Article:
Friday, February 28, 2014

This Post Is Shit

If shit and very old people are not your thing do not read on.

Yesterday I wrote that Pearlie has been having a difficult time. Like many elderly people (or so her helpers tell me) she is obsessed with her bowel movements or the lack thereof. For most of her life she has relied on laxatives and one of the struggles we had in the early days of managing her medication was weaning her off the harsher ones. We took medical advice and got her on to a healthier regime that still (mostly) worked.

A few months back the health care team made a change to her care plan that has had a very detrimental impact on her quality of life. They decided that she did not have the upper body strength to support herself on a toileting sling and that there was a risk she might fall through it. This meant there would be no more daily sits on a commode. All elimination would take place in a pad. It also meant no more weekly showers. Since then things have become more difficult for her and for us, but mainly for her. When things build up she yells and she roars and she squeals. She is in pain and she finds pain impossible to bear. Hannah has suggested that part of the reason is that she is expressing emotional pain as well as the physical. The doctor has been to see her and up until two days ago I've felt the visits have not helped much. There was a week of ease for which we were all very grateful and Pearlie seemed happier than she has been in ages. Then, two days ago, it started again. I called the doctor and she came almost immediately. She could find nothing obviously wrong but decided to send her to hospital just to see.

Margaret accompanied her. I have mentioned before that Margaret, Bert's cousin, is Pearlie's closest friend and confidant. So, we were very glad about that. I'm told that Pearlie screamed for three solid hours in the A&E. Some tests were carried out and it seemed that a blockage was the reason. She was hoisted on to a commode and, as the doctor told Bert, the results were 'monumental'. She immediately stopped screaming.

I'm going to confess something here. When hospital was first suggested, I felt a sense of hope that perhaps they'd keep her in for a while, do some tests and maybe we'd get a few days respite. Yet, when Bert arrived home and told me what had happened and that she was coming home in an ambulance I was relieved. Relieved that it was over and glad that she was no longer in pain.

Now I'm going to be just as obsessed with her bowel movements as she is. It's going to be tough for she won't and cannot eat the sort of food that would help her. Fingers crossed, prayers, whatever, that this will never happen again.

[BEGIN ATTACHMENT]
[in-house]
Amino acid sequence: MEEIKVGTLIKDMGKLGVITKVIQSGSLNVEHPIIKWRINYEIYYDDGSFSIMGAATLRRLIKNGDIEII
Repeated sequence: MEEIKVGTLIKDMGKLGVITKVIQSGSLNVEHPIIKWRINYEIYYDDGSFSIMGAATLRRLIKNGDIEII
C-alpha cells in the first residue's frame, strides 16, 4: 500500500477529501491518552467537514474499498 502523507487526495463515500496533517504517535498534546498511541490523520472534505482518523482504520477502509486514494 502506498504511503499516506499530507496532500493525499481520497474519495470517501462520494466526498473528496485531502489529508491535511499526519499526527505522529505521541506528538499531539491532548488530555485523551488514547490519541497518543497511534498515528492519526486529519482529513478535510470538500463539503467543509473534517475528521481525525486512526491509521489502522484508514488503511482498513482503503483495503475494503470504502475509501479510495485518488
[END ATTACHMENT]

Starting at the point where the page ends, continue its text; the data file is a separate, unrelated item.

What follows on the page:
11 comments:

Grannymar said...

Will she eat pears? They are a wonderful gentle, yet effective laxative, and very suitable for the frail elderly.

Brighid said...

Oh my, we are going down the same road with my mother.
I have asked everyone to not mention BM in front of mother, as she becomes agitated and fixated on it. Have heard many times that BMs seem to be a big topic for the elderly, and boy is that true!
Med management has of necessity been a fast learning curve for me.
Thank God for the wonderful Hospice nurses we have, just a phone call away.

Nelly said...

Grannymar, I will try her with pears. Thanks for the tip.
Brighid - it's a tough road for everyone on it.

Brighid said...

I've found pineapple pureed works well.

Nelly said...

I think I could persuade her to eat that if she knew it was going to produce results.

Grannymar said...

Another idea for yourself and Brighid is to gently massage the abdomen from bottom right - point of appendix - up to below the diaphragm and across the to the left hand side and down to the thigh (following the line of the large bowel)X three or four times.

The main problem is the bedridden patient is unable to move and exercise as we do, without even thinking about it, so they cannot help move things along.

Nelly said...

I'm glad I wrote this post for when I thought of it I wondered, "Who'd want to read about that?" Yet I have received some good support and ideas from the responses. Thanks to y'all.

Cuidado said...

My job is shit and old people and I have three suggestion: 1. prunes in any form 2. yogurt with live bacterias, and 3. more movement. I'm not sure if she is mobile at all. My client walks with my aid but if she is having troubles I tale her for little walks around the house. It's all about gravity there.

Nelly said...

More great advice. Mrs P. loves prunes. I shall get them in by the barrowload tomorrow. Sadly, she is completely immobile.

Fresh Blade said...

This is a miserable problem, and is in no way helped by being expected to use a pad. I couldn't do it and I don't expect the carers could, either. Prunes, yes; also live bacteria yogurt. A lady I know finds that Easiyo (Moore's in B'mena have it) keeps her going well.

Nelly said...

Thank you Ms Blade.